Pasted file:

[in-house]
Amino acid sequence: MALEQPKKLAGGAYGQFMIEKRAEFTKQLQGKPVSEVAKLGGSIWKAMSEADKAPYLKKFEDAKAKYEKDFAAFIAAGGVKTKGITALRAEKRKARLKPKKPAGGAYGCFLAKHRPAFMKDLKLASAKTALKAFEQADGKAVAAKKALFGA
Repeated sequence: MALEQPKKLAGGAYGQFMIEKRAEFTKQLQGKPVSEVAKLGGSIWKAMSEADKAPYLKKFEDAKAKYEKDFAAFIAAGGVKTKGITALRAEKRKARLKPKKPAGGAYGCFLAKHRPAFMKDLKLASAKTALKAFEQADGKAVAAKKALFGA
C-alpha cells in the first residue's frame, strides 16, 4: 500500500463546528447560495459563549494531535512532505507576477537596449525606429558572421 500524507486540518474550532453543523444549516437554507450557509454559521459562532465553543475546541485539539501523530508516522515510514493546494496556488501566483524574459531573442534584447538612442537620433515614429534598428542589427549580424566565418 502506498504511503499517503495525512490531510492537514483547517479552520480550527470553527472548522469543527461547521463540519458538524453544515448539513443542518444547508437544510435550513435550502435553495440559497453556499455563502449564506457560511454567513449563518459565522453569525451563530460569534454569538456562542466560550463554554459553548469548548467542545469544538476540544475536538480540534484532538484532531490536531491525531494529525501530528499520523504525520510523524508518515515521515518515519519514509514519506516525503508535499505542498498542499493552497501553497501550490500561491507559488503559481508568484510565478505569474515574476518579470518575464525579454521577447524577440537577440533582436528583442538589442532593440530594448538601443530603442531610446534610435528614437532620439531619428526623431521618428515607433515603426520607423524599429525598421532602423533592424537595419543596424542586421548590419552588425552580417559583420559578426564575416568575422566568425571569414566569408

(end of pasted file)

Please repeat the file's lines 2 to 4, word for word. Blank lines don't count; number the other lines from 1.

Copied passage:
Amino acid sequence: MALEQPKKLAGGAYGQFMIEKRAEFTKQLQGKPVSEVAKLGGSIWKAMSEADKAPYLKKFEDAKAKYEKDFAAFIAAGGVKTKGITALRAEKRKARLKPKKPAGGAYGCFLAKHRPAFMKDLKLASAKTALKAFEQADGKAVAAKKALFGA
Repeated sequence: MALEQPKKLAGGAYGQFMIEKRAEFTKQLQGKPVSEVAKLGGSIWKAMSEADKAPYLKKFEDAKAKYEKDFAAFIAAGGVKTKGITALRAEKRKARLKPKKPAGGAYGCFLAKHRPAFMKDLKLASAKTALKAFEQADGKAVAAKKALFGA
C-alpha cells in the first residue's frame, strides 16, 4: 500500500463546528447560495459563549494531535512532505507576477537596449525606429558572421 500524507486540518474550532453543523444549516437554507450557509454559521459562532465553543475546541485539539501523530508516522515510514493546494496556488501566483524574459531573442534584447538612442537620433515614429534598428542589427549580424566565418 502506498504511503499517503495525512490531510492537514483547517479552520480550527470553527472548522469543527461547521463540519458538524453544515448539513443542518444547508437544510435550513435550502435553495440559497453556499455563502449564506457560511454567513449563518459565522453569525451563530460569534454569538456562542466560550463554554459553548469548548467542545469544538476540544475536538480540534484532538484532531490536531491525531494529525501530528499520523504525520510523524508518515515521515518515519519514509514519506516525503508535499505542498498542499493552497501553497501550490500561491507559488503559481508568484510565478505569474515574476518579470518575464525579454521577447524577440537577440533582436528583442538589442532593440530594448538601443530603442531610446534610435528614437532620439531619428526623431521618428515607433515603426520607423524599429525598421532602423533592424537595419543596424542586421548590419552588425552580417559583420559578426564575416568575422566568425571569414566569408